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Estimated Trade-Offs Between Unemployment and Inflation

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  • Ray C. Fair

Abstract

Three models of price and wage behavior are estimated and tested in this paper. Model 1 is one in which the long-run trade-off between unemployment and inflation is in terms of price levels; Model 2 is one in which the trade-off is in terms of rates of change; and Model 3 is one in which there is no long-run trade-off. The evidence favors Model 1 over Models 2 and 3. The comparison between Models 2 and 3 is inconclusive. The short-run trade-offs are greater for Model 1 than for Models 2 and 3. The fact that Model 3 did not do particularly well is evidence against the Friedman-Phelps proposition of no long-run trade-off.

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Bibliographic Info

Paper provided by National Bureau of Economic Research, Inc in its series NBER Working Papers with number 1377.

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Date of creation: Jun 1984
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Publication status: published as Ray C. Fair, 1984. "Estimated tradeoffs between unemployment and inflation," Proceedings - Economic Policy Symposium - Jackson Hole, Federal Reserve Bank of Kansas City, pages 57-96.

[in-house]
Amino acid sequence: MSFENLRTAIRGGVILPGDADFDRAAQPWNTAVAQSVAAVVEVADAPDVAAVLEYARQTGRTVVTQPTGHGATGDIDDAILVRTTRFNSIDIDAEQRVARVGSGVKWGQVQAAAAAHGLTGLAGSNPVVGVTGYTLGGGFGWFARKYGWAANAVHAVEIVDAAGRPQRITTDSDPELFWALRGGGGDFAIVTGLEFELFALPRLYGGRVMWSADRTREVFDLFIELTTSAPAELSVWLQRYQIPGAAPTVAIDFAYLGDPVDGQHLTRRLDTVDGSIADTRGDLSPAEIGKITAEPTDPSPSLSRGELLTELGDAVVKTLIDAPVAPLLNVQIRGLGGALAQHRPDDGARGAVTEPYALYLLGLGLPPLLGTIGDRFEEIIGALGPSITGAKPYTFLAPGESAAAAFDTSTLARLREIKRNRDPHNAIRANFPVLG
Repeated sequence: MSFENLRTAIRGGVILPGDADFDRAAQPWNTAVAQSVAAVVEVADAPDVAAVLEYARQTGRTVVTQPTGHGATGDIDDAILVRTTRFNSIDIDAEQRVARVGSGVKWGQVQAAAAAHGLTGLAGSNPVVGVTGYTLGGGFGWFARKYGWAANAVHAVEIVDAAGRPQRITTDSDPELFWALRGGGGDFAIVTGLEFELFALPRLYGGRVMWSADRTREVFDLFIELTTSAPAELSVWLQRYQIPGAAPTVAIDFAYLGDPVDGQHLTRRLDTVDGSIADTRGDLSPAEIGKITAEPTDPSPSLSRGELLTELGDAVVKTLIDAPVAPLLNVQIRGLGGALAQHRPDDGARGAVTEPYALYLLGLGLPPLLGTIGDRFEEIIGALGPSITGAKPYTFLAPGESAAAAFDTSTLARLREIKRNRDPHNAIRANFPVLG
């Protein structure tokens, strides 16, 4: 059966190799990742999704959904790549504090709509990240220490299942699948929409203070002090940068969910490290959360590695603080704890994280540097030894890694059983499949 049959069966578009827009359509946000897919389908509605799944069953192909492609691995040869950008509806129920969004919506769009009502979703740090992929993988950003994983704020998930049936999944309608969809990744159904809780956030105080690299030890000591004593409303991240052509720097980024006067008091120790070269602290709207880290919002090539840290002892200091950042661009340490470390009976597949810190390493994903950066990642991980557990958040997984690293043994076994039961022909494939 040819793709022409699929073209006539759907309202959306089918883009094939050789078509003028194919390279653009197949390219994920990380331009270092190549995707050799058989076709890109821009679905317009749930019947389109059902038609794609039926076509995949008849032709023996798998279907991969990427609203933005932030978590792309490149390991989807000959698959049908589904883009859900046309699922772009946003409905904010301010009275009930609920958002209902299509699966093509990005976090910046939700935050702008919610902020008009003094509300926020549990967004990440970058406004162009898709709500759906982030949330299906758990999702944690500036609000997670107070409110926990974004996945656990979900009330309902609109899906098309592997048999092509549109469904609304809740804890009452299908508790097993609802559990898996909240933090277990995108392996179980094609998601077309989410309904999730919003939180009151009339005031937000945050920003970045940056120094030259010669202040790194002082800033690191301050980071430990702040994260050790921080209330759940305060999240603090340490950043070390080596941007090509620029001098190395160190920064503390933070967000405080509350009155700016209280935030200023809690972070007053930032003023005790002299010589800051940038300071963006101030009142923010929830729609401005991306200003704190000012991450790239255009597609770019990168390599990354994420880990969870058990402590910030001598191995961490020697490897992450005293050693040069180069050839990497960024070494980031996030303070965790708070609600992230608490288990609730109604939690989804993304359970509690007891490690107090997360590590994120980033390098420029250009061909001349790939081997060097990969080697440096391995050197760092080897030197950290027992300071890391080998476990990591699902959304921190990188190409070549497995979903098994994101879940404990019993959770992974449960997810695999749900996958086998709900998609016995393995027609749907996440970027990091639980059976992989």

Handle: RePEc:nbr:nberwo:1377

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  1. George L. Perry, 1980. "Inflation in Theory and Practice," Brookings Papers on Economic Activity, Economic Studies Program, The Brookings Institution, vol. 11(1, Tenth ), pages 207-260.
  2. Parke, William R, 1982. "An Algorithm for FIML and 3SLS Estimation of Large Nonlinear Models," Econometrica, Econometric Society, vol. 50(1), pages 81-95, January.
  3. Ray C. Fair, 1978. "Estimating the Expected Predictive Accuracy of Econometric Models," Cowles Foundation Discussion Papers 480, Cowles Foundation for Research in Economics, Yale University.
  4. Lucas, Robert E, Jr, 1981. "Tobin and Monetarism: A Review Article," Journal of Economic Literature, American Economic Association, vol. 19(2), pages 558-67, June.
  5. Robert J. Gordon & Stephen R. King, 1982. "The Output Cost of Disinflation in Traditional and Vector Autoregressive Models," Brookings Papers on Economic Activity, Economic Studies Program, The Brookings Institution, vol. 13(1), pages 205-244.
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